Objectives: To capture people's attitudes, beliefs, and experiences regarding the number of medications they are taking and their feelings about stopping medications.
Design: Administration of a validated questionnaire.
Setting: Multidisciplinary ambulatory consulting service at the Royal Adelaide Hospital.
Participants: Participants were individuals aged 18 and older (median 71.5) taking at least one regular prescription medication; 100 participants completed all items of the questionnaire, 65 of whom were aged 65 and older.
Measurements: Participants were administered the 15-item Patients' Attitudes Towards Deprescribing (PATD) questionnaire.
Results: Participants were taking an average of 10 different prescription and nonprescription (including complementary), regular and as-needed medications. More than 60% felt that they were taking a "large number" of medications, and 92% stated that they would be willing to stop one or more of their current medications if possible. Number of regular medications, age, and number of medical conditions were not found to be correlated with willingness to stop a medication. The findings were similar in older and younger participants.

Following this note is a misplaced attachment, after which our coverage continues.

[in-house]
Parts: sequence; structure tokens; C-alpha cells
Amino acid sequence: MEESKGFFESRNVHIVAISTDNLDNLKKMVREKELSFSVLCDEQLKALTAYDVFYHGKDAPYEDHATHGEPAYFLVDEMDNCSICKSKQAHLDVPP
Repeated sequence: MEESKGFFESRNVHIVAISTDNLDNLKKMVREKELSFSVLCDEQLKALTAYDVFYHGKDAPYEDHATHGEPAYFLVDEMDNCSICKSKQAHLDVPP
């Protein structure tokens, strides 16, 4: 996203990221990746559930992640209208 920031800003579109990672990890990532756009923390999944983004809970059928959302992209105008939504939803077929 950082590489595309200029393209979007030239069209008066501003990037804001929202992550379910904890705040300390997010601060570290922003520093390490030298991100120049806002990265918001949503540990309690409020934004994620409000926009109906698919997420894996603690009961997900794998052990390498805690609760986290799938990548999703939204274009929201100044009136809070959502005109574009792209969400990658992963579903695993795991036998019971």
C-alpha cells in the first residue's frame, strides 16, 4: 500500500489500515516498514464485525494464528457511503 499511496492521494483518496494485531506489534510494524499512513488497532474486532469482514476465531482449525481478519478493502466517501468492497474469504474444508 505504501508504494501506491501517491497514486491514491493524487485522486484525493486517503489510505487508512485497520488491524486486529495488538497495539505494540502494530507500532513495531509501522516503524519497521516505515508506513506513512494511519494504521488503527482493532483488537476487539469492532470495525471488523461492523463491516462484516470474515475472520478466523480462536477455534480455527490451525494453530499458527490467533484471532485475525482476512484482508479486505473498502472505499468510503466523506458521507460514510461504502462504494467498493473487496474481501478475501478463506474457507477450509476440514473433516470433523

Conclusion: This study has shown that a cohort of mostly older adults were largely accepting of a trial of cessation of medication(s) that their prescriber deemed to be no longer required. Because few factors were associated with willingness to cease medications, all patients should be individually evaluated for deprescribing.
Keywords: deprescribing; discontinuation; elderly; polypharmacy; potentially inappropriate medications.
© 2013, Copyright the Authors Journal compilation © 2013, The American Geriatrics Society.